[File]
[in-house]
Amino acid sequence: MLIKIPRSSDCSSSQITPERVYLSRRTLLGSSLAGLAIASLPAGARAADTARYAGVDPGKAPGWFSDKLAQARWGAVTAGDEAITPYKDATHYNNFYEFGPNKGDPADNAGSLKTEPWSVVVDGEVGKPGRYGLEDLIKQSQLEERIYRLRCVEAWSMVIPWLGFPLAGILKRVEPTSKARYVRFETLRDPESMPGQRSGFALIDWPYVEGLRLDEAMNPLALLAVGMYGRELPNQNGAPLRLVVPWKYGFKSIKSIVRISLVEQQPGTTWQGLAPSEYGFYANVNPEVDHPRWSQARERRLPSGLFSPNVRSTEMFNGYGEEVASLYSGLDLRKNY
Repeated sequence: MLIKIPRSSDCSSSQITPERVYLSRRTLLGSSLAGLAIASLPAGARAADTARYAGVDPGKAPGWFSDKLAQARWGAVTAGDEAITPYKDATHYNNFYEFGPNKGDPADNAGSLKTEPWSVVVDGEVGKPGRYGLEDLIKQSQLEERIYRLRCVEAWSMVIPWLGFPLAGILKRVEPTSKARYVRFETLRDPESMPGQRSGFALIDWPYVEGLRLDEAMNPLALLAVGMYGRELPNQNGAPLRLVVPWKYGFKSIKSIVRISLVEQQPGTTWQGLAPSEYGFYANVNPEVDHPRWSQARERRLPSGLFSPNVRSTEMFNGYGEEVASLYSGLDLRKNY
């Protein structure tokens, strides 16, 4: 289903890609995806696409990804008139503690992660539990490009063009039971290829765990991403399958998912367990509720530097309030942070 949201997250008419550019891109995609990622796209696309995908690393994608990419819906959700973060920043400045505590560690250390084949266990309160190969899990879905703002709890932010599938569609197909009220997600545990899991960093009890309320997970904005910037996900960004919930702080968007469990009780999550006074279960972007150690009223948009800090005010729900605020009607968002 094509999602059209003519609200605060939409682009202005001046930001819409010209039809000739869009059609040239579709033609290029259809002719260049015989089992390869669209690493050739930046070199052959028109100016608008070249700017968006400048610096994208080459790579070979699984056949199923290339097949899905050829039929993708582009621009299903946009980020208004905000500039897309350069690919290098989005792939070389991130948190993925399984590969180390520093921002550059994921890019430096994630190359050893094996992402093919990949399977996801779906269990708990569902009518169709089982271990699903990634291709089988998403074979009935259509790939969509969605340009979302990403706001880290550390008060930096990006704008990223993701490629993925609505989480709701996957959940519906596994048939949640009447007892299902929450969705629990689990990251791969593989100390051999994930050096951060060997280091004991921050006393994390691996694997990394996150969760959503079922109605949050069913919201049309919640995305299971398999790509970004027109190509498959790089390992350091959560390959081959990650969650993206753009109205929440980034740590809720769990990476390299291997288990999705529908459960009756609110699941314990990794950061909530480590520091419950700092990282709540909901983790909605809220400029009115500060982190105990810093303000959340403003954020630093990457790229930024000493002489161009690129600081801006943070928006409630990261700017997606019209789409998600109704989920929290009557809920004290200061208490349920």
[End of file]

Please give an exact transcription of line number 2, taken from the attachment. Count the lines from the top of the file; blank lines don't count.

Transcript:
Amino acid sequence: MLIKIPRSSDCSSSQITPERVYLSRRTLLGSSLAGLAIASLPAGARAADTARYAGVDPGKAPGWFSDKLAQARWGAVTAGDEAITPYKDATHYNNFYEFGPNKGDPADNAGSLKTEPWSVVVDGEVGKPGRYGLEDLIKQSQLEERIYRLRCVEAWSMVIPWLGFPLAGILKRVEPTSKARYVRFETLRDPESMPGQRSGFALIDWPYVEGLRLDEAMNPLALLAVGMYGRELPNQNGAPLRLVVPWKYGFKSIKSIVRISLVEQQPGTTWQGLAPSEYGFYANVNPEVDHPRWSQARERRLPSGLFSPNVRSTEMFNGYGEEVASLYSGLDLRKNY